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    Mark Whipple back at helm of UMass football

    AMHERST — “At the University of Massachusetts, Amherst, we seek greatness in all that we do,” then-chancellor Robert C. Holub practically gushed during an April 2011 news conference to announce the football program’s upgrade to the Bowl Subdivision. “Our move to the top of the college football world now becomes part of our overall move towards ever-greater national prominence.”

    Seventeen months later, the Minutemen embarked on what was to be their first of two consecutive 1-11 seasons. So much for greatness and national prominence. The day after Christmas, head coach Charley Molnar was dismissed with three years and $836,000 remaining on his contract.

    After stumbling on its way into the spotlight, UMass now will attempt to step toward a brighter future by returning to the glory days of the past. On Monday, the university announced it will hold a news conference Tuesday morning to introduce Mark Whipple as head coach.

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    Or should that be “reintroduce”?

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    Whipple, 56, was introduced to Minutemen fans once before, when he was hired in 1998 to take over a team coming off a 2-9 season. To say that the new coach turned around the program would be an understatement. In his first season in Amherst, Whipple led UMass to its greatest football glory: the national championship in Division 1-AA, now known as the Championship Subdivision.

    That 1998 team set school records for wins (12), points (524), touchdowns (73), total yards (7,074), and passing yards (4,050).

    During Whipple’s six seasons, UMass made the NCAA tournament two other times and won three Atlantic 10 championships.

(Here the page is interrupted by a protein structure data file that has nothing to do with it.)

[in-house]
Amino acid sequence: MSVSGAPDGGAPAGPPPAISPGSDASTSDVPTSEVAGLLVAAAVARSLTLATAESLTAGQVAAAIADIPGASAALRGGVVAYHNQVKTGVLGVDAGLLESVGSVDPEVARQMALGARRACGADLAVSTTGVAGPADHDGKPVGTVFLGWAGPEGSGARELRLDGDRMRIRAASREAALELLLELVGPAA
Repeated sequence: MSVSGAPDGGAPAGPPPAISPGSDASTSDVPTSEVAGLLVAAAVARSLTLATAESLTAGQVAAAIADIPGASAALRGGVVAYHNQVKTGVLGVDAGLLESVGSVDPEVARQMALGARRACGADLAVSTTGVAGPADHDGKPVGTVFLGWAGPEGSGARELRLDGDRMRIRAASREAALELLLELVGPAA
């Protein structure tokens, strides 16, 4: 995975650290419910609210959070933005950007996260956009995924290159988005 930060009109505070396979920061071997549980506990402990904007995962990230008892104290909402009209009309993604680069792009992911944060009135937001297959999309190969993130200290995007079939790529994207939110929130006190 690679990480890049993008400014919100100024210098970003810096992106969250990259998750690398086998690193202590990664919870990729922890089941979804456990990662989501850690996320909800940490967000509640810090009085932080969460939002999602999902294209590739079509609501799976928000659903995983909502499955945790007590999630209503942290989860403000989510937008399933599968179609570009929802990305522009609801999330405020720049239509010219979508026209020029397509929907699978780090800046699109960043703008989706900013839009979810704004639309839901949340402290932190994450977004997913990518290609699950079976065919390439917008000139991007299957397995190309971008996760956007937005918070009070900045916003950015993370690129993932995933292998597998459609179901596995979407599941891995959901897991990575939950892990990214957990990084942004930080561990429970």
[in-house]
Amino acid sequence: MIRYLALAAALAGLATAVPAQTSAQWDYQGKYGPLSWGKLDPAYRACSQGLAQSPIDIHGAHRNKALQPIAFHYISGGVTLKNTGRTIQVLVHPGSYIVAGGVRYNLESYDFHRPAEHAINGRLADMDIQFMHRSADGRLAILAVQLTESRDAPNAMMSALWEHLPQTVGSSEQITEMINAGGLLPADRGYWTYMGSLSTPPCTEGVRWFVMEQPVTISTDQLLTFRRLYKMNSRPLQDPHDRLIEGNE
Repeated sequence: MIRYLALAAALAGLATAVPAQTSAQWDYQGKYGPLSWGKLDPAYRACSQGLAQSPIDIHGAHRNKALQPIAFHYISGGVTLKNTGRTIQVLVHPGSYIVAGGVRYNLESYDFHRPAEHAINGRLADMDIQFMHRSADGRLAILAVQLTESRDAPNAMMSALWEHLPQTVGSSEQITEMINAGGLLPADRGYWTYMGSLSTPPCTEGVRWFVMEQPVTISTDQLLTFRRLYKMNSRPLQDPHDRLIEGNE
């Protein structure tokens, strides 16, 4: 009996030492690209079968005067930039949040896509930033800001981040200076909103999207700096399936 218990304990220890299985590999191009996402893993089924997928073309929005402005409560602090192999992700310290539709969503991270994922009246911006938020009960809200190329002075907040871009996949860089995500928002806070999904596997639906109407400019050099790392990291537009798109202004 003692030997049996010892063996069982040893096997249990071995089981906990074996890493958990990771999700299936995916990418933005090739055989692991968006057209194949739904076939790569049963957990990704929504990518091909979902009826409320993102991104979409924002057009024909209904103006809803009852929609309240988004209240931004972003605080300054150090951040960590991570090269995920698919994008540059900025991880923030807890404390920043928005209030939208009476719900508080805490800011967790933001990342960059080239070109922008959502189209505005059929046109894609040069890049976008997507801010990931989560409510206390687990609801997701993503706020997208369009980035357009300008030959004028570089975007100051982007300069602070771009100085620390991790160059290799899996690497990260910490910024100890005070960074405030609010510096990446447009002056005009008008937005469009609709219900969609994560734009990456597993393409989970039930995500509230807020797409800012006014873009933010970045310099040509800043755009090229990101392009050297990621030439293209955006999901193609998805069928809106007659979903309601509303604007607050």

Whipple was 49-26 with the Minutemen before leaving after the 2003 season to become quarterbacks coach of the NFL’s Pittsburgh Steelers, and he again made an immediate impact. He mentored Pittsburgh’s rookie quarterback, Ben Roethlisberger, to a 13-0 record as a regular-season starter, and the team made it to the AFC Championship game. Roethlisberger was the league’s Offensive Rookie of the Year, and the next season the Steelers won the Super Bowl.

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    After three seasons in Pittsburgh, Whipple was let go when Mike Tomlin replaced Bill Cowher as head coach. One day later, Whipple was hired as an offensive assistant by the Eagles, and he spent two seasons in Philadelphia.

    In 2009, he left to become offensive coordinator of the University of Miami. After two years there, the entire Randy Shannon staff was fired, and Whipple ended up back in the NFL, as quarterbacks coach of the Cleveland Browns. That job ended in a clean sweep of the coaching staff following the 2012 season.

    Whipple was out of football in 2013.

    In 16 seasons as a head coach — including six at the University of New Haven, which he twice led to the NCAA Division 2 tournament, and four at his alma mater, Brown — Whipple has compiled a record of 121-59. He has not been a head coach since leaving UMass 10 seasons ago.

    Nonetheless, Whipple’s name surfaced immediately after the UMass job became vacant. He was popular during his years in Amherst and remained so even after departing. And his return comes at a time when the program is in dire need of a positive vibe.

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    Molnar’s two seasons at the helm ended under a dark cloud not simply because of the team’s feeble win-loss record. There was a perceived disconnect between the coach and the school’s alumni and players, past and even present.

    When a video surfaced in October showing players engaging in snowy wrestling and boxing matches during a winter practice at McGuirk Alumni Stadium, athletic director John McCutcheon launched an investigation.

    In firing Molnar, McCutcheon emphasized the importance of UMass football being seen “as a program that is energized, that’s positive, that’s going in the right direction, that cares about the student-athletes.”

    So the program is handing the keys to an old friend, a friend from when times were good.